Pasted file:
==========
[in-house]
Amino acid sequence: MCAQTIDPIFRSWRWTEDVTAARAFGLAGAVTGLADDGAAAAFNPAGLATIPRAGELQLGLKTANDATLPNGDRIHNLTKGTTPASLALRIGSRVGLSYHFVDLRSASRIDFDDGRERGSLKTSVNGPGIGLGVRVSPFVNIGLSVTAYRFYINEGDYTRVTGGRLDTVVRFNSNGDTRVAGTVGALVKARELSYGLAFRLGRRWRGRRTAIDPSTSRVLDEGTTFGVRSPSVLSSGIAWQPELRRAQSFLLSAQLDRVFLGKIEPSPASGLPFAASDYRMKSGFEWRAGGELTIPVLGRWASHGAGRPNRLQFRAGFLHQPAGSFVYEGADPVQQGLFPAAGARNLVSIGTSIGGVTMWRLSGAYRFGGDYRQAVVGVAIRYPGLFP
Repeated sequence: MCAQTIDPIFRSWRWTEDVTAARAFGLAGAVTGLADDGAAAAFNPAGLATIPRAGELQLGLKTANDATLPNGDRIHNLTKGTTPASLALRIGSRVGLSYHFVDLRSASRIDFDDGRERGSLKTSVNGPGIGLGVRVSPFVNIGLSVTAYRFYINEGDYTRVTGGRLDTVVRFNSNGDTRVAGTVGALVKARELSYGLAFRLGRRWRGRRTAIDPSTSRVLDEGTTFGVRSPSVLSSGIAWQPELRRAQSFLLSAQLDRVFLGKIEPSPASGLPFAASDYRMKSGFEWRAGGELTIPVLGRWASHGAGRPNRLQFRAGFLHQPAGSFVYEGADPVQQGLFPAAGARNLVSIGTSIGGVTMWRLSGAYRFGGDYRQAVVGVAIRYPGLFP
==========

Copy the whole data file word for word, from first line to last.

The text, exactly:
[in-house]
Amino acid sequence: MCAQTIDPIFRSWRWTEDVTAARAFGLAGAVTGLADDGAAAAFNPAGLATIPRAGELQLGLKTANDATLPNGDRIHNLTKGTTPASLALRIGSRVGLSYHFVDLRSASRIDFDDGRERGSLKTSVNGPGIGLGVRVSPFVNIGLSVTAYRFYINEGDYTRVTGGRLDTVVRFNSNGDTRVAGTVGALVKARELSYGLAFRLGRRWRGRRTAIDPSTSRVLDEGTTFGVRSPSVLSSGIAWQPELRRAQSFLLSAQLDRVFLGKIEPSPASGLPFAASDYRMKSGFEWRAGGELTIPVLGRWASHGAGRPNRLQFRAGFLHQPAGSFVYEGADPVQQGLFPAAGARNLVSIGTSIGGVTMWRLSGAYRFGGDYRQAVVGVAIRYPGLFP
Repeated sequence: MCAQTIDPIFRSWRWTEDVTAARAFGLAGAVTGLADDGAAAAFNPAGLATIPRAGELQLGLKTANDATLPNGDRIHNLTKGTTPASLALRIGSRVGLSYHFVDLRSASRIDFDDGRERGSLKTSVNGPGIGLGVRVSPFVNIGLSVTAYRFYINEGDYTRVTGGRLDTVVRFNSNGDTRVAGTVGALVKARELSYGLAFRLGRRWRGRRTAIDPSTSRVLDEGTTFGVRSPSVLSSGIAWQPELRRAQSFLLSAQLDRVFLGKIEPSPASGLPFAASDYRMKSGFEWRAGGELTIPVLGRWASHGAGRPNRLQFRAGFLHQPAGSFVYEGADPVQQGLFPAAGARNLVSIGTSIGGVTMWRLSGAYRFGGDYRQAVVGVAIRYPGLFP